In August of 1812, Neva, an important ship of the Russian-American Company, set sail from the Siberian port of Okhotsk, carrying a crew of around 75 men and a consignment of guns and furs. During the three-month voyage, those on board faced terrible gales, illness and water shortages. Before it could reach its destination, however, the vessel hit rock and sank, taking with it the lives of 32 people and stranding 28 more in a remote part of Alaska’s Kruzof Island. How these individuals managed to survive one month of the savage subarctic winter has been the source of many legends and stories for the last two centuries.
As part of an ongoing research that started back in 2012, a joint team of researchers, from Russia, Canada and the United States, has been examining the wreck and the camp sites in search of archaeological clues, which could in turn shed more light on the incident, especially the methods adopted by the sailors to remain alive until the rescuers arrived. Speaking about the project, Dave McMahan, an archaeologist at the Sitka Historical Society and Museum and a member of the excavation team, said:
The items left behind by survivors provide a unique snapshot-in-time for January 1813, and might help us to understand the adaptations that allowed them to await rescue in a frigid, unfamiliar environment.
Funded by the National Science Foundation, the project is the result of a collaboration between the U.S. Forest Service, the Sitka Historical Society and the Alaska Office of History and Archaeology. Working alongside the Sitka Tribe of Alaska, the researchers have successfully located the main camp where the survivors lived for one month, fighting against the bitter cold of winter. Situated only a few miles away from the city of Sitka, the site contains several artifacts, mainly everyday tools, which could have been used by the shipwrecked crew of the Neva.
One of the only two ships to have completed the first Russian circumnavigation of the Earth, between 1803 and 1806, the Neva was later used in the Battle of Sitka (1804), in which the Russians regained control over what is now Sitka by defeating the local Tlingit people. Following that, the vessel came to serve the Russian-American Company, until it drowned in 1813. During the fateful voyage, it encountered severe storms that damaged its rigging. Fifteen members, of the crew, died while at sea, while 32 more were killed in the wreck. Of the 28 people who managed to reach the shore, 26 survived long enough for the rescuers to come and save them.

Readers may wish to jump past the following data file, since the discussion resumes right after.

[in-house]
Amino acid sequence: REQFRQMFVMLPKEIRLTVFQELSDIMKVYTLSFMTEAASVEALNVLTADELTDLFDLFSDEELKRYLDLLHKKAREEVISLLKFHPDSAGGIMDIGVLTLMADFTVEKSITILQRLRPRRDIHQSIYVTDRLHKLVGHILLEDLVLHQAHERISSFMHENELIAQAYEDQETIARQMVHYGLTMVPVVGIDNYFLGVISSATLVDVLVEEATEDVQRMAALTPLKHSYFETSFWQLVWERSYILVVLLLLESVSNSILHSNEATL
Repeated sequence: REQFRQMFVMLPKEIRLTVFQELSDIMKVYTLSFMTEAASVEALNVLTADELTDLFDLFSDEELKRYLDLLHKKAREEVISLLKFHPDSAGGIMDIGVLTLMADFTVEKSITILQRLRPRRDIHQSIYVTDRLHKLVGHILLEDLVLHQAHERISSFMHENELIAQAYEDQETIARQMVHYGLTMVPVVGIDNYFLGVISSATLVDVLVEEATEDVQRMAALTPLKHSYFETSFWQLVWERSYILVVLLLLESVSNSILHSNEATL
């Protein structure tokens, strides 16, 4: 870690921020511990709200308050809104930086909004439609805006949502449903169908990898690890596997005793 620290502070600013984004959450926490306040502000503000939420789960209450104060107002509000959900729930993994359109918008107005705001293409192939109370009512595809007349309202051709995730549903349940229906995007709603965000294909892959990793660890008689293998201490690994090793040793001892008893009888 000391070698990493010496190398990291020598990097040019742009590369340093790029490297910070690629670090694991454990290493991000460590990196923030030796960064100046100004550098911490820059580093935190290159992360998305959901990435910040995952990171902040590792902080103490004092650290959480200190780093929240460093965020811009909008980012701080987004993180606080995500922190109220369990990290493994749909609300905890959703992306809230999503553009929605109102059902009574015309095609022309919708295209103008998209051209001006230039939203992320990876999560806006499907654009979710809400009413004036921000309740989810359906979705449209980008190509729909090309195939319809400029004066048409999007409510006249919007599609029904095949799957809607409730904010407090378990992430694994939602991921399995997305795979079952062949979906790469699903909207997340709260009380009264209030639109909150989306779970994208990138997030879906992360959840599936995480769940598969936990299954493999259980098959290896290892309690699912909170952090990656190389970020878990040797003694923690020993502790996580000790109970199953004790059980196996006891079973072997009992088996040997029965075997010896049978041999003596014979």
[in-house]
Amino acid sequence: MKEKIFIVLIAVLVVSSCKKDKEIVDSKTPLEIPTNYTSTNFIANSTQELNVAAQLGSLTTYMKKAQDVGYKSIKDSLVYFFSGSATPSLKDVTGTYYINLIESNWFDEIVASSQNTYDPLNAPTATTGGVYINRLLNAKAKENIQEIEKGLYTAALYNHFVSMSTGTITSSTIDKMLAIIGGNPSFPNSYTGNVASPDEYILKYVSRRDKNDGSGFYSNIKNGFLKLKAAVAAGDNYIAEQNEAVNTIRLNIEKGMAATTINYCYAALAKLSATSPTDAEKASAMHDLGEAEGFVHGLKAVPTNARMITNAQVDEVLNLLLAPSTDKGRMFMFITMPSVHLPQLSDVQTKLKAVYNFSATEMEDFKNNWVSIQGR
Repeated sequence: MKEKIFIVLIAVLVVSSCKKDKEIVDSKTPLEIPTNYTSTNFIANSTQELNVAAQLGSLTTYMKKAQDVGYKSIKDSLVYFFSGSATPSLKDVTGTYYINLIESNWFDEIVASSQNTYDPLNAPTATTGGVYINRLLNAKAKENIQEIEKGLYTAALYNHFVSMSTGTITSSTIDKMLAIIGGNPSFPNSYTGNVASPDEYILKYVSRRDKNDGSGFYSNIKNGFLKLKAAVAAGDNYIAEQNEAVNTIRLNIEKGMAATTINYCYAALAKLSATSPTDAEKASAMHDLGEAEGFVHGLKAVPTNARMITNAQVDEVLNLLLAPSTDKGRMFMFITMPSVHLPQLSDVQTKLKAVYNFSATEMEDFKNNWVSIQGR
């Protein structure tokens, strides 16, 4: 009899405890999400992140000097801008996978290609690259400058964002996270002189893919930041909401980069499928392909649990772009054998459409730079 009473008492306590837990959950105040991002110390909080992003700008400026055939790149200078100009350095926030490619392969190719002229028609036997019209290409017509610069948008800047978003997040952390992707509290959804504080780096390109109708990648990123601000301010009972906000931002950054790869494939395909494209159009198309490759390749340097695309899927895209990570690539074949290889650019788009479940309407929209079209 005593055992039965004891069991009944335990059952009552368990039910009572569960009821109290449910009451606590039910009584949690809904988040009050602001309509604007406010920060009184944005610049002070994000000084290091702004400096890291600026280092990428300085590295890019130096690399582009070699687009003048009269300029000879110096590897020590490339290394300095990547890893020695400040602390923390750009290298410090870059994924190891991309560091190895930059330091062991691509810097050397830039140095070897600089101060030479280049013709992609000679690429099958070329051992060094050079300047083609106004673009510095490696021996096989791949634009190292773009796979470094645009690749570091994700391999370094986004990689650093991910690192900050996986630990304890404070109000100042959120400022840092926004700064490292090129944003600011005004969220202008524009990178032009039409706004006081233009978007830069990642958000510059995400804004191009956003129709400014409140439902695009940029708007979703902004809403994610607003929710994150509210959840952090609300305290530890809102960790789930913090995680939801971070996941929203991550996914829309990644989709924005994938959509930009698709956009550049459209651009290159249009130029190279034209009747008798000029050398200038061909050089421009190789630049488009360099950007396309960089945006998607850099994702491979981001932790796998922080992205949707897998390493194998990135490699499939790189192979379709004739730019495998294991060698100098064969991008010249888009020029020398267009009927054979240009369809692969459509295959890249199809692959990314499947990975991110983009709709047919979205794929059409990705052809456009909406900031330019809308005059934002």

While the story of the survivors has remained in the local memory for the last two hundred years, few written accounts and official records of the event exist today. Taking the help of the oral history of the indigenous tribes, the researchers have uncovered a series of 19th century artifacts, including gun flints, copper and iron spikes, musket balls, and a heavy Russian axe. The crew likely used the ship’s wreckage to construct tools needed for their survival. For instance, they fashioned a fishhook out of small copper pieces, and started fires by scraping gun flints against steel sheets. McMahan added:
Collectively, the artifacts reflect improvisation in a survival situation, and do not include ceramics, glass and other materials that would be associated with a settlement.
The team will continue its research next year, scouring the ocean floor in search of the shipwreck debris. According to McMahan, future plans include a short film on the subject as well as a “virtual museum” showcasing 3D-scans of the collected artifacts. He said:
One goal of the research is to replace some of the myths and ‘lore of the sea’ with scientific findings.